Corticosteroids can reduce complications in patients with meningitis caused by Haemophilus influenzae or Mycobacterium tuberculosis. Corticosteroids were first used in clinical practice in for the treatment of rheumatoid arthritis. Indications since then have spanned multiple specialties and organ systems, including dermatology, rheumatology, immunology and oncology. This review covers practical uses of steroids as well as current and frequently overlooked clinical applications that may be helpful to family physicians.
If physicians understand the composition and physiologic effects of corticosteroid agents, appropriate drug selection can be made and inappropriate or problematic uses can be avoided. Corticosteroid agents mimic the endogenous steroid hormones produced in the adrenal cortex—mineralocorticoid aldosterone and glucocorticoid cortisol. Mineralocorticoids are primarily regulated by the renin-angiotensin system and possess salt-retaining properties.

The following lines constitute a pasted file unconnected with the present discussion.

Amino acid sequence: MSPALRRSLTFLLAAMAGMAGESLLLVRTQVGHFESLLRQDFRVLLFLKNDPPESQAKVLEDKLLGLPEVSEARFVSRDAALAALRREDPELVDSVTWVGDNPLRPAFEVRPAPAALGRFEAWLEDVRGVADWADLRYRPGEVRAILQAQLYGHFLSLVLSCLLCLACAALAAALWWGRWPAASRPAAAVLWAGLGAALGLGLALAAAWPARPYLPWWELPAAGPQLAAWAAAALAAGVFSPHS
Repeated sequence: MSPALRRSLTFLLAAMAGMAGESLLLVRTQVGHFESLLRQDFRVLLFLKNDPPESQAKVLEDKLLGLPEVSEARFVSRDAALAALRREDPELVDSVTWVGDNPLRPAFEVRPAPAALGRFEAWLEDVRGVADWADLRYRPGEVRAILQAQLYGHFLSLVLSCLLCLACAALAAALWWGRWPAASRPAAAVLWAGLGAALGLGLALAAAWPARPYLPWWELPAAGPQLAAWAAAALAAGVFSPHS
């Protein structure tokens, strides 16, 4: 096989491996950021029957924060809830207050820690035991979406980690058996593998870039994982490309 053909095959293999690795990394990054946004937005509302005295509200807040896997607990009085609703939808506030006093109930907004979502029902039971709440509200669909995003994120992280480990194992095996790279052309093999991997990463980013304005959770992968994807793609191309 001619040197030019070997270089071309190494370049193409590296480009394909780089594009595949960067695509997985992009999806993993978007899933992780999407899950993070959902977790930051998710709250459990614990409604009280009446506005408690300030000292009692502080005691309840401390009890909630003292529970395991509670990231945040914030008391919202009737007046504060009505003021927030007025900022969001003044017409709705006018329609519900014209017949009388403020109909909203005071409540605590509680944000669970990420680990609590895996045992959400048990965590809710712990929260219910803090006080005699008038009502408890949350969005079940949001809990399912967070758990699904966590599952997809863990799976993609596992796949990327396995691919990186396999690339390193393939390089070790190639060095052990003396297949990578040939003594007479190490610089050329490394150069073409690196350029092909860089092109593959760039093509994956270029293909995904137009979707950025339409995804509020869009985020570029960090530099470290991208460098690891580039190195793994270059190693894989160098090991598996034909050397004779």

Glucocorticoids are primarily regulated by corticotropin ACTH and can have anti-inflammatory effects, as well as several metabolic and immunogenic effects, on the body. While several corticosteroid agents possess properties of both hormones, fludrocortisone is most commonly used for its mineralocorticoid activity and hydrocortisone, cortisone, prednisone and prednisolone are used for their glucocorticoid effects.
Table 1 summarizes the relative potencies of the hormonal effects in addition to providing equivalent doses. Information from Drug facts and comparisons. Facts and Comparisons, Therapeutic effects of steroids can often parallel undesirable side effects, especially when high doses and long-term therapy are required. By anticipating the potential side effects and implementing preventive measures where possible Table 2 , 1 — 4 patients can obtain maximum benefits with minimum adverse effects.
Use with caution in patients at increased risk of developing osteoporosis; calcium supplements may be necessary, especially in postmenopausal women. The risk of these effects increases with increased dosages and prolonged use; use of antiulcer agents is suggested only in patients requiring long-term steroid therapy at high dosages; use with caution or avoid in patients with GI diseases in which perforation or hemorrhage are potential risks.